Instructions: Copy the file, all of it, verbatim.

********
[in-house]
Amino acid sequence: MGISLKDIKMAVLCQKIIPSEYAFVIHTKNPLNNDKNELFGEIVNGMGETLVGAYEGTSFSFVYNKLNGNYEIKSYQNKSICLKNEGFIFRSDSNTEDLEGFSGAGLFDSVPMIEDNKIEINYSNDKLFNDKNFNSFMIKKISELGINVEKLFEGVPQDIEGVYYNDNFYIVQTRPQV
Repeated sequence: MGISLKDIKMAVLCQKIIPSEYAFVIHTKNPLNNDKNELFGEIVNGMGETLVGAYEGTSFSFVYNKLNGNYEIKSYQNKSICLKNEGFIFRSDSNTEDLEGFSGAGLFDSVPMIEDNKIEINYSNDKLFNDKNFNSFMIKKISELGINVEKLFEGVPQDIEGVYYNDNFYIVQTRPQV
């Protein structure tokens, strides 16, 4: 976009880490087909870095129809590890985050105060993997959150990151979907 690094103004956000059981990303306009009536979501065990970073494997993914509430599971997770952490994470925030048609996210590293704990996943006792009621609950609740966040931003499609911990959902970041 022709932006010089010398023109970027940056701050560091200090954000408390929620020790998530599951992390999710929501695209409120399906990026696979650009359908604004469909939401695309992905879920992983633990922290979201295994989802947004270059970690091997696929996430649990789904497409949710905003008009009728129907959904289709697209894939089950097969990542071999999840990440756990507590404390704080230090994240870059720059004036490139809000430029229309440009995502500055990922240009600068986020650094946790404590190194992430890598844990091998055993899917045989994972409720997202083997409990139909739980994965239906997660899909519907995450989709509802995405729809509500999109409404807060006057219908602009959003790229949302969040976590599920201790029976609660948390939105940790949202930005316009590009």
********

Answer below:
[in-house]
Amino acid sequence: MGISLKDIKMAVLCQKIIPSEYAFVIHTKNPLNNDKNELFGEIVNGMGETLVGAYEGTSFSFVYNKLNGNYEIKSYQNKSICLKNEGFIFRSDSNTEDLEGFSGAGLFDSVPMIEDNKIEINYSNDKLFNDKNFNSFMIKKISELGINVEKLFEGVPQDIEGVYYNDNFYIVQTRPQV
Repeated sequence: MGISLKDIKMAVLCQKIIPSEYAFVIHTKNPLNNDKNELFGEIVNGMGETLVGAYEGTSFSFVYNKLNGNYEIKSYQNKSICLKNEGFIFRSDSNTEDLEGFSGAGLFDSVPMIEDNKIEINYSNDKLFNDKNFNSFMIKKISELGINVEKLFEGVPQDIEGVYYNDNFYIVQTRPQV
């Protein structure tokens, strides 16, 4: 976009880490087909870095129809590890985050105060993997959150990151979907 690094103004956000059981990303306009009536979501065990970073494997993914509430599971997770952490994470925030048609996210590293704990996943006792009621609950609740966040931003499609911990959902970041 022709932006010089010398023109970027940056701050560091200090954000408390929620020790998530599951992390999710929501695209409120399906990026696979650009359908604004469909939401695309992905879920992983633990922290979201295994989802947004270059970690091997696929996430649990789904497409949710905003008009009728129907959904289709697209894939089950097969990542071999999840990440756990507590404390704080230090994240870059720059004036490139809000430029229309440009995502500055990922240009600068986020650094946790404590190194992430890598844990091998055993899917045989994972409720997202083997409990139909739980994965239906997660899909519907995450989709509802995405729809509500999109409404807060006057219908602009959003790229949302969040976590599920201790029976609660948390939105940790949202930005316009590009």